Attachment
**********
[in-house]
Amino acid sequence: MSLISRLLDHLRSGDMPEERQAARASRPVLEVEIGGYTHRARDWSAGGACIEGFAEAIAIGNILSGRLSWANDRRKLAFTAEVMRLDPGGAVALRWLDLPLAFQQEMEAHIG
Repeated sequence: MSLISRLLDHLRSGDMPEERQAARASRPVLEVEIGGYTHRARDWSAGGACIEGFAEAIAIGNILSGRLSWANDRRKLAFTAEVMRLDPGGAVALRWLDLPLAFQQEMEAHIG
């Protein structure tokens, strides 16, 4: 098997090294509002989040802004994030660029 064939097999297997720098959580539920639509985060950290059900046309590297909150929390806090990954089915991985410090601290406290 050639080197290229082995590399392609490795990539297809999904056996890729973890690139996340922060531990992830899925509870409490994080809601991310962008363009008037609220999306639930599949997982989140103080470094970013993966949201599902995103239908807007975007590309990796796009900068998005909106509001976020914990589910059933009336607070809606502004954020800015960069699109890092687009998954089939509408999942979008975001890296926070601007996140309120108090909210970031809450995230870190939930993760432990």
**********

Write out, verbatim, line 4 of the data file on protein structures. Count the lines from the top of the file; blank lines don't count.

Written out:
């Protein structure tokens, strides 16, 4: 098997090294509002989040802004994030660029 064939097999297997720098959580539920639509985060950290059900046309590297909150929390806090990954089915991985410090601290406290 050639080197290229082995590399392609490795990539297809999904056996890729973890690139996340922060531990992830899925509870409490994080809601991310962008363009008037609220999306639930599949997982989140103080470094970013993966949201599902995103239908807007975007590309990796796009900068998005909106509001976020914990589910059933009336607070809606502004954020800015960069699109890092687009998954089939509408999942979008975001890296926070601007996140309120108090909210970031809450995230870190939930993760432990």